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Working with a mentor /coach

I was at a networking event yesterday, mostly consisting of sole traders or ‘one-person-bands’. The person I was speaking to over a coffee and a croissant was saying that they came to the event regularly just to get to speak to someone. It led me to think about how hard it can be to find someone to discuss ideas and feelings about the business when you work on your own.

We can so easily get stuck in the trees and forget to take a step back and see the wood. When the daily pressures of running the business, dealing with customers, seeing to the routine tasks that must happen, it is easy to forget the bigger picture.

 

In the day-to-day, here are some questions we forget to ask:

 

“What could I be doing smarter?”

 

“What am I missing in my thinking that would give me a new opportunity?”


“Where might new ideas and new ways of working come from?”

 

When did you last have a review conversation with a sympathetic, yet impartial mentor? What issues are you feeling a little stuck with, that a well-directed chat with a trusted advisor might move on?

 

An hour every month with a coach /mentor could transform your mental state, enable you to feel less alone and give you some new ideas.

 

Think about it.

Stress as a small business owner

Having run a small business, both as a partner with a team, and as a sole trader, I have tasted firsthand the stresses and anxieties that doing so brings about. You have to do everything, especially at the beginning, and later when you have a few people working in your business, the stresses as well as the satisfactions seem to get more intense, rather than lessen.

You have to train colleagues in the ways you want the work done, in the relationship- building with clients, then there’s performance management, time management (theirs as well as yours), the inevitable fall-outs that occur between staff members in a small team where there’s often nowhere to hide and a big impact on the workplace atmosphere. It’s more like a family than anything else, with both the close-knit feel and the tensions that happen in families.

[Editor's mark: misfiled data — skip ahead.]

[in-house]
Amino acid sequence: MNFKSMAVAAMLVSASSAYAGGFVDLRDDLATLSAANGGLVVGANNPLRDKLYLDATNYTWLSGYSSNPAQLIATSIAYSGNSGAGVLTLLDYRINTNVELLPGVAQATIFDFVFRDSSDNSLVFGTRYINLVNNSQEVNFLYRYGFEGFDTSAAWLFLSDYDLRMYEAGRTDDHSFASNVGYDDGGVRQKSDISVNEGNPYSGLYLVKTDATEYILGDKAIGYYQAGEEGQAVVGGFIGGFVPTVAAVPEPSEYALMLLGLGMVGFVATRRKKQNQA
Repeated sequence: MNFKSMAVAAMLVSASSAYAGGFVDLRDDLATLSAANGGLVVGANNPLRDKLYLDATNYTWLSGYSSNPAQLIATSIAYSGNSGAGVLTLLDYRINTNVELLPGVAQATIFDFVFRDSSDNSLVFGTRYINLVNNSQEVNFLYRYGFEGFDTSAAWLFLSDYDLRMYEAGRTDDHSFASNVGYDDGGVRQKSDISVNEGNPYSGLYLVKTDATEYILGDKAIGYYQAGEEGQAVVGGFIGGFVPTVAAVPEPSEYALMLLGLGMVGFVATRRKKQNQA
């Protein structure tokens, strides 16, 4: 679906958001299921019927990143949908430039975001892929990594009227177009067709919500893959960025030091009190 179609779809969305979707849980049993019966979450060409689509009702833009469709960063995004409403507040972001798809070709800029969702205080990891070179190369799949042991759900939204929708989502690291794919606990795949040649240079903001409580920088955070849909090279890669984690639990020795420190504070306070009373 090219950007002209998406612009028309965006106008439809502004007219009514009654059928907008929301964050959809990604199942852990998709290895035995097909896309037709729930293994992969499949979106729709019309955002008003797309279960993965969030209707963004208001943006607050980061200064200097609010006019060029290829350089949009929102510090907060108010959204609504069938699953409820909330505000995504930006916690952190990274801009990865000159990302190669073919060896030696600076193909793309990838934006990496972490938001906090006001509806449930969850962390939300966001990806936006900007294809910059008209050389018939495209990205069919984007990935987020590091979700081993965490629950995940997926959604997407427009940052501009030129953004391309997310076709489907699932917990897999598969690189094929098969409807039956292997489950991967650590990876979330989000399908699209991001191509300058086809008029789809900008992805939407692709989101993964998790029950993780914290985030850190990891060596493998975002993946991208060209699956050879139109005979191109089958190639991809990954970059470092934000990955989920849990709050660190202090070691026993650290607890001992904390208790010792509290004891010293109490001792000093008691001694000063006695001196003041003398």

As the person fully responsible for a small business, it can feel a heavy burden. I remember how that felt it in my 20s and 30s, and back then didn’t know any better as to how to deal with it more effectively. So, my working week often ran to 12 hour days, with few holidays, not enough quality time for my home life and so on. I’d be doing my own work, watching the work of everyone else, running all the timelines and projects, meeting the clients, doing the accounts and generating new business to keep everyone in their job.

In later years, I began to realise how unsustainable that was. Or at least, yes I could carry on, but the cost became rather high. If I had my time again, and knowing what I do now, I might have learned to work ‘smarter’, to invest some of the meagre profits in some basic training both for myself - for example in delegation skills, in having better performance conversations that motivate the colleague rather than depressing them, in saying ‘no’ and managing clients’ expectations better, in communication skills that actually worked.

Well, if this is you now, think about what you might do different. Ask yourself these five coaching questions, and give yourself time to let the honest answers come to you:

What do I want my work life to be like? 

How is it right now, and how do I feel?

What could I change right now that would enable me to work ‘smarter?' 

What skill gap have I got that, if I paid attention to it, might reduce the stresses a little, and amplify the benefits?’

What might the consequences be for my life, for the business and for my team if I keep on “firefighting”, working and living out of a stressed state?

Think about it.


© paul crummay 2018